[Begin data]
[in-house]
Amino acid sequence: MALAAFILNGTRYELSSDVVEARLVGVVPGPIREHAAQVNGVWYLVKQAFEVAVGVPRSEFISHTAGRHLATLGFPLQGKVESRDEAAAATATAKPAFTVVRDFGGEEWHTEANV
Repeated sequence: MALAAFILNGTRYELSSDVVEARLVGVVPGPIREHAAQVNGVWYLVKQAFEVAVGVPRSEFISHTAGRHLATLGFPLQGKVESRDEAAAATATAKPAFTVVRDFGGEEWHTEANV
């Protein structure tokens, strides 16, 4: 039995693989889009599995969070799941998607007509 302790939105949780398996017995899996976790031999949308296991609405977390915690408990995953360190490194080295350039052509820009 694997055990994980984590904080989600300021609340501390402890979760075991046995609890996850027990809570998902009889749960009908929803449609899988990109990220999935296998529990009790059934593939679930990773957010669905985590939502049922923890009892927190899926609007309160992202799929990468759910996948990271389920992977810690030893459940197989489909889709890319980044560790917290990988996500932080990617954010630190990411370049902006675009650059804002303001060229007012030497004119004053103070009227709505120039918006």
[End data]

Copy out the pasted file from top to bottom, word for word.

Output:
[in-house]
Amino acid sequence: MALAAFILNGTRYELSSDVVEARLVGVVPGPIREHAAQVNGVWYLVKQAFEVAVGVPRSEFISHTAGRHLATLGFPLQGKVESRDEAAAATATAKPAFTVVRDFGGEEWHTEANV
Repeated sequence: MALAAFILNGTRYELSSDVVEARLVGVVPGPIREHAAQVNGVWYLVKQAFEVAVGVPRSEFISHTAGRHLATLGFPLQGKVESRDEAAAATATAKPAFTVVRDFGGEEWHTEANV
């Protein structure tokens, strides 16, 4: 039995693989889009599995969070799941998607007509 302790939105949780398996017995899996976790031999949308296991609405977390915690408990995953360190490194080295350039052509820009 694997055990994980984590904080989600300021609340501390402890979760075991046995609890996850027990809570998902009889749960009908929803449609899988990109990220999935296998529990009790059934593939679930990773957010669905985590939502049922923890009892927190899926609007309160992202799929990468759910996948990271389920992977810690030893459940197989489909889709890319980044560790917290990988996500932080990617954010630190990411370049902006675009650059804002303001060229007012030497004119004053103070009227709505120039918006």